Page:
Investigate, isolate, determine a course of action, and cure. These are tenets upon which medical science treats patients. Being in survival mode for these past three years (we’re still in its throes if we’re honest with ourselves), our fight or flight reaction, that adrenaline has kept us on edge. Frankly, we’re tired; we aim to be independent again. Thanks to the pandemic, we haven’t had a lot of movies where the story succinctly demonstrates these ideologies. Baltasar Kormákur’s “Beast” is perfectly timed if an ill-conceived attempt at depicting that fight or flight reaction on the South African savannah as a family fight for its survival against a lion.

“Beast,” first and foremost, reflects its themes of survival in a nuanced way. Ryan Engle’s script is based on Jaime Primak Sullivan’s story. The story defines three weak yet independent characters paired with solid performances creating a tiring spectacle.

Idris Elba stars as Dr. Nate Samuels, a recently widowed man on a trip with his daughters, Meredith or Mare, as she’s known by her nickname (Iyana Halley) and Norah (Leah Sava Jeffries), to Mopane in remote South Africa. Engle’s script paints Nate as someone who is learning to survive being a single parent, to balance life with, ironically, life. Mare and Norah are very well-educated, but in the world’s ways, they are not as bright as they think. Like their dad, though, they are resourceful. However, they lack one resource at the beginning of the film that they most desperately need: each other.

Like the film’s antagonists, the three characters feel threatened and are bent on tearing each other to shreds, especially Meredith and Norah, whose attachment to their mom is obvious. Halley and Sava Jeffries are overtly strong performers for the roles as they came off the page, yet the characters became annoying by the end of the second act because of one lacking resource. Elba is a very independent man in general, especially Nate. The character has been so busy saving lives that he instinctually knows how to protect his daughters but doesn’t have the common sense to immediately do so; the audience’s fight or flight response kicks in from the opening frame. However, our cast is a little bit slower on the uptake.

They are not entirely isolated: there’s a lion’s den, which happens to be threatened by poachers. You can guess the rest of the plot. Though I went into the film cold, Engle’s script writes itself, leading to the first of many issues with “Beast.” The film does not pretend to be Stephen Hopkins’ 1996 “The Ghost and the Darkness.” Instead, it uses the established survival motif to paint the characters in their predicament, predicated on a threatened lion and is paper thin.

Kormákur has made his career out of survivalist films, namely Universal’s “Everest.” “Beast” is a change for him in terms of the cast – there is an intimacy within the family of three, plus their uncle, Martin (Sharlto Copley), who has a deep friendship with Nate. In the opening scene, we see the family dynamic play out. Philippe Rousselot’s camera chases each character as they begin to realize just how isolated they are from civilization. Their lack of faith in each other shows how disconnected Meredith and Norah are from their worlds.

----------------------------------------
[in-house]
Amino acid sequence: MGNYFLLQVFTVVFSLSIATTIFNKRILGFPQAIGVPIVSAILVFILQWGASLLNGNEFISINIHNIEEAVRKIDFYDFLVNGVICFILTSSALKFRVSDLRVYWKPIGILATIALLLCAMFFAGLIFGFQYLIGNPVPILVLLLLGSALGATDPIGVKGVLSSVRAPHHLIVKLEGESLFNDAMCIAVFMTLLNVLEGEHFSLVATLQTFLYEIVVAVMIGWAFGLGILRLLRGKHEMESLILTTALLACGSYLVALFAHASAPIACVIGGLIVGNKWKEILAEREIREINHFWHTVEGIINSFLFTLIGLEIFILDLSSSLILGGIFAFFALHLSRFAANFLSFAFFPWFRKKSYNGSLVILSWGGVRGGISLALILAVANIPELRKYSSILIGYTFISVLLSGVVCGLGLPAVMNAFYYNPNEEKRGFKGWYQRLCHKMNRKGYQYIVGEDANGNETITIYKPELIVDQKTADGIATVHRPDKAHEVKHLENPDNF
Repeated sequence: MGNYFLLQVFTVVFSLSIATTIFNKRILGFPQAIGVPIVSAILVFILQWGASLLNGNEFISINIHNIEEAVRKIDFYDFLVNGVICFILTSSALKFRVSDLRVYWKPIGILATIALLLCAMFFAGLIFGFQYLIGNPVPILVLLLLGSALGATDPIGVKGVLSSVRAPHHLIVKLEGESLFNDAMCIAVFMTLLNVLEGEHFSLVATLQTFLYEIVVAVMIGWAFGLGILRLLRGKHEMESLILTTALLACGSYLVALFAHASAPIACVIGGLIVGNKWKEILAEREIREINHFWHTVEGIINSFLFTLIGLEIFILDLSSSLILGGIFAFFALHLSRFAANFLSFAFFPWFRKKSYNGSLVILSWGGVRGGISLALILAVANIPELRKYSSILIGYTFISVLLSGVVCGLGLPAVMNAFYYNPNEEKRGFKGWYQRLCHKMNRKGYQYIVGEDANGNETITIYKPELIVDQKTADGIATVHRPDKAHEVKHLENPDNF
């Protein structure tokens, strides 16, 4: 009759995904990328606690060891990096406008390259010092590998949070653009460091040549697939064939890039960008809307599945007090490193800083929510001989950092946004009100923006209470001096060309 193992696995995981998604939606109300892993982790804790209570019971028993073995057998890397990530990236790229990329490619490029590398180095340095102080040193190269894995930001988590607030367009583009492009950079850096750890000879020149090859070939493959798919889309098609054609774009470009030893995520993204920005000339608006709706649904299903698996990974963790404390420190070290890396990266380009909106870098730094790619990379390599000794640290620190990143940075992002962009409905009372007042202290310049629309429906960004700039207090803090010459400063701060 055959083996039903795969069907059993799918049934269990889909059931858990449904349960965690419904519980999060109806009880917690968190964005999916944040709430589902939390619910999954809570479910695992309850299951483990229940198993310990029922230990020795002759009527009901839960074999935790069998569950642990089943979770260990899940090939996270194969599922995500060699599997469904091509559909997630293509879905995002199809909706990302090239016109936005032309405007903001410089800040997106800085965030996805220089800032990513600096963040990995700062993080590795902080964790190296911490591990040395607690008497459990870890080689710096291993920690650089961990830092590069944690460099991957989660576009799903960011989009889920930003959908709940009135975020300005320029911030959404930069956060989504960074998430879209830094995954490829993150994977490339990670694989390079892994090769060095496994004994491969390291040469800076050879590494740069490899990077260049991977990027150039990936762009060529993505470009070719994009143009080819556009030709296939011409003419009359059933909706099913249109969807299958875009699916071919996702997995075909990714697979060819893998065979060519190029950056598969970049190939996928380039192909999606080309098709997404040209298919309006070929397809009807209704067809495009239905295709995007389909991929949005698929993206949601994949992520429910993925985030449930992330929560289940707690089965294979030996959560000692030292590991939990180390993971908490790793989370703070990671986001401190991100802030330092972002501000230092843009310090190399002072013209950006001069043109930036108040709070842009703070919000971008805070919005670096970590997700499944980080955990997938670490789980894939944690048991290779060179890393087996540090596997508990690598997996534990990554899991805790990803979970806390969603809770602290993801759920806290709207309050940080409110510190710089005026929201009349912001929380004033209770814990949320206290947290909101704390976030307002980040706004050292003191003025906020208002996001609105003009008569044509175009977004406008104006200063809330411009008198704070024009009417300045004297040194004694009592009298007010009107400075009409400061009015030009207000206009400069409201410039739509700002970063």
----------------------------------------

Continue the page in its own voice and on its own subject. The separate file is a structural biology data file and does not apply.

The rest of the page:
Rousselot’s camera captures the incredible spectacle of the savannah, the hot sun beating you mercilessly, or the near-pitch black darkness that falls over the landscape at night. His camera also captures the violently ravaged victims’ remains of the lion’s attacks.

Because the plot does not move from its overtly simple premise, “Beast” relies on its technical prowess to drive the film. For an emotionally dialog-heavy script, Kormákur has trouble balancing the two. In the film’s favor, the lions look realistically threatening. Like “Jurassic Park” or the latest “Jurassic World: Dominion” earlier this summer, the fear is palpable; both aspects are successful drivers of “Beast.”

The editing and sound mixing is another unique beast. They introduce some oddities that, had the film been exhibited in Dolby Atmos, it might have made for a different experience. Suffice it to say, sounds pan around the characters as events happen off-camera that you can hear, but they aren’t necessarily benefitting what we see on the screen.

Elba finally comes into his own, demonstrating his prowess in the projected confrontation. The confrontation is exciting, yet it is over just as quick as it comes on.

“Beast” grips you and immerses you in its fight or flight reaction, which the audience was clearly enjoying. The thin plot lets the audience go too soon, creating an imbalance of solid characters and, more substantial if ill-defined, technology choices with nowhere to go. Strong performances can only carry a film so far. When the characters are weakly defined, we tire quickly of watching a family try to survive when they are independent and strongly opinionated.